COVID-19 has sparked an important conversation about the nature of decent work and the inadequacies of Canada’s social safety net that is long overdue.
The vital roles played by jobs that many once considered undeserving of a minimum wage hike, and the importance of ensuring that all of us have enough money to pay the rent and put food on the table, are important lessons that we must all remember in the post-pandemic world.
Today, we are paying a huge price to stave off complete economic collapse and to help ensure all Canadians can pay their bills – but the roots of this financial challenge go far deeper than the pandemic itself.
Twenty years ago, the surplus in the Employment Insurance (EI) program hit $57 billion thanks to a series of policy changes meant to limit the number of workers able to access benefits in times of need.
For decades, workers were caught in the crossfire of an ideological debate that blamed them for their own joblessness and saw “generous” income supports as a disincentive to finding work.
Such attitudes helped drive the surplus in the EI program to hit that $57-billion mark – an unconscionable amount when so many people were in need.
It began with Brian Mulroney’s Conservatives in the 1980s and intensified under Jean Chretien’s Liberals, with sweeping changes that included rebranding EI from Unemployment Insurance, ending federal financial contributions, making workers who quit their jobs ineligible for benefits, reduced benefits and tighter eligibility criteria.
Not surprisingly, this led to a significant drop in EI coverage for unemployed workers, from 80 per cent in 1990 to 44.5 per cent in 2008.
The attacks continued under Stephen Harper’s Conservatives with unrealistic job search requirements and provisions that made it even more difficult for workers to access a program they’d paid into for years.
Then came the growth of the gig economy and more and more workers forced into precarious work. Even before this crisis, the Canadian Centre for Policy Alternatives reported that only about one in four workers making less than $15 an hour was eligible for E.I.– despite having paid a greater share of their income into the program.
Because low-wage workers consist primarily of women, racialized workers, migrants, youth and workers with disabilities, this poses serious equity concerns as well. And because quitting a job leaves workers ineligible for EI, many are forced to stay in bad or dangerous jobs and at the mercy of exploitative employers.
The massive EI surplus was diverted to government coffers, and the pain felt by unemployed workers unable to access EI was used to balance budgets, fill funding gaps in other programs and pay for tax cuts for corporations. Today, there’s only $4.9 billion left in the surplus.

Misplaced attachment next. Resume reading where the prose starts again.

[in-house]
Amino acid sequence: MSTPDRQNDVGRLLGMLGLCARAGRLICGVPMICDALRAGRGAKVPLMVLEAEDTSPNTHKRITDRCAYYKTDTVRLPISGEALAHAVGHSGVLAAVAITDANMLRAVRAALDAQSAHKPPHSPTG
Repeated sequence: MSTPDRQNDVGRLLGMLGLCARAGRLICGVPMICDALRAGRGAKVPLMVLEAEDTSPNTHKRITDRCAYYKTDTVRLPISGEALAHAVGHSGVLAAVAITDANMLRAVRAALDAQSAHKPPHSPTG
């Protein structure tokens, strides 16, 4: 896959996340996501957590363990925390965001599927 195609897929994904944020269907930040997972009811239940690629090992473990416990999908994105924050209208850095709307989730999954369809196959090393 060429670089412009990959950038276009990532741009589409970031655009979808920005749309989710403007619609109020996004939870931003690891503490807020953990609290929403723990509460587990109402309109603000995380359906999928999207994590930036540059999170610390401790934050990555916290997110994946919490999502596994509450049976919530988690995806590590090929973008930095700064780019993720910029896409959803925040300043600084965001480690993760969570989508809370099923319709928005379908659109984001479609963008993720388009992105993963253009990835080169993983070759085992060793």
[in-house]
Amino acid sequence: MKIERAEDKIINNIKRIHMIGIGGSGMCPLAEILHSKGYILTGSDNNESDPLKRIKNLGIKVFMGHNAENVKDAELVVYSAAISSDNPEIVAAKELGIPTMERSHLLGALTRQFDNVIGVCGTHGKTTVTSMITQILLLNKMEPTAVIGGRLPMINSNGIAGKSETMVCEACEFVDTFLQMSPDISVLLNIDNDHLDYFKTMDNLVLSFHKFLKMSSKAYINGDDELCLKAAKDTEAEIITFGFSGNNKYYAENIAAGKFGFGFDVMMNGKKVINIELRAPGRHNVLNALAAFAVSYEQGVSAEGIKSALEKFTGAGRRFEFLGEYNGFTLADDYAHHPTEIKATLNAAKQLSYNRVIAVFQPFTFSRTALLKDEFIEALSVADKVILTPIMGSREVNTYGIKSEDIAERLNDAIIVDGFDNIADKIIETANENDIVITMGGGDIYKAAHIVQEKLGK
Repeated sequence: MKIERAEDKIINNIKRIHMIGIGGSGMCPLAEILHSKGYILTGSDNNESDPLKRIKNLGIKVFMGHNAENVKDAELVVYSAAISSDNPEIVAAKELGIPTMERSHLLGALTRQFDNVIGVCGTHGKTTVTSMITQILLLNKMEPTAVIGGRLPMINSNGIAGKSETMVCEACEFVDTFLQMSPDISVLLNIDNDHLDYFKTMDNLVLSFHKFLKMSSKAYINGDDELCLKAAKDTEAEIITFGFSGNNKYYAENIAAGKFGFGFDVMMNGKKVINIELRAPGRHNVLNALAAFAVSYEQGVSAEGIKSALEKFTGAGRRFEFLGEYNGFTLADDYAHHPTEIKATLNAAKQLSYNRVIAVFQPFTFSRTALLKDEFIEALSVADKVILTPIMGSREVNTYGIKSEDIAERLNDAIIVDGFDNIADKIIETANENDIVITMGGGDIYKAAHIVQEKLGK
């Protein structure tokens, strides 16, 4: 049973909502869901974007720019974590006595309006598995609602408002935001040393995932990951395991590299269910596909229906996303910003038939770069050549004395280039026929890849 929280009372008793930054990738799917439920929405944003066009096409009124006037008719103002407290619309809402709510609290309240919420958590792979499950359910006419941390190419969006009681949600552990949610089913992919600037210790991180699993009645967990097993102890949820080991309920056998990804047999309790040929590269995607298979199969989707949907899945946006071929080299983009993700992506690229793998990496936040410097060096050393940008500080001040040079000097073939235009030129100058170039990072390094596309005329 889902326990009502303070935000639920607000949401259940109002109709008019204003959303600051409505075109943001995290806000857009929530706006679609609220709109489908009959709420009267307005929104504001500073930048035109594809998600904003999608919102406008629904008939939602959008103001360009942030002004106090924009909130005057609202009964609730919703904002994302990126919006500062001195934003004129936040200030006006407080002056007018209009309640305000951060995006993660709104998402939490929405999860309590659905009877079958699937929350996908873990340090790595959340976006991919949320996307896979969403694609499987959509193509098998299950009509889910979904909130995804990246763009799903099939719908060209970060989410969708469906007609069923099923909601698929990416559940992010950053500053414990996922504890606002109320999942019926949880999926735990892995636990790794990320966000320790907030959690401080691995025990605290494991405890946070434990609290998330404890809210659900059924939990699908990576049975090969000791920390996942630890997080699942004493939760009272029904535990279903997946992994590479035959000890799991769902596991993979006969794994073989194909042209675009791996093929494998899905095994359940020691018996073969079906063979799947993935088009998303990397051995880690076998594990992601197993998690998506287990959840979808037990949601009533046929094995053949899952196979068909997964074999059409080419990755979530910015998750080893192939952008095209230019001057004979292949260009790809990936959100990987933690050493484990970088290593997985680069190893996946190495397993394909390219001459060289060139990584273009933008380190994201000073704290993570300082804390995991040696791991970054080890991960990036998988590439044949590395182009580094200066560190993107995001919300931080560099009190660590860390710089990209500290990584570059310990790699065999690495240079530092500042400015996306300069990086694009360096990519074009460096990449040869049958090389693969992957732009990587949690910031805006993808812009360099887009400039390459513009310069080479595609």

If we hadn’t already spent most of it, the EI surplus could have been used to pay for the entire cost of the Canada Emergency Response Benefit (CERB) program, currently estimated to cost $24 billion, and much of the $71 billion to support the Federal Wage Subsidy Program.
The fact is, a strong, comprehensive and robust EI system that provides for all workers could have avoided the need to develop any overlapping programs.
That said, it’s worth acknowledging that Canada has managed to create a new social program in a matter of weeks and fix some elements when glaring gaps are exposed. This is to be applauded and speaks to the collective power we can harness when there is the political will to build a strong social safety net. There will be no excuses in future.
While EI has expanded over the years to provide important additional benefits, such as sickness and parental benefits, as well as job training, we must not lose focus of the program’s ultimate purpose – supporting workers financially during temporary job loss.
This crisis is now providing a critical opportunity for the government to make EI work again. There are immediate systemic fixes that would make EI simpler and more accessible for all workers. These include a standard 360 hours eligibility threshold, increasing the income replacement rate to at least 75 per cent, eliminating all waiting periods, allowing workers who need to quit a job access benefits and increasing the duration of EI sick leave to 26 weeks and regular benefits to 50 weeks.
In times of economic hardship, we need a strong income security program that protects all workers, regardless of region, job status, skill level and income. In times of economic hardship, no one should be left behind.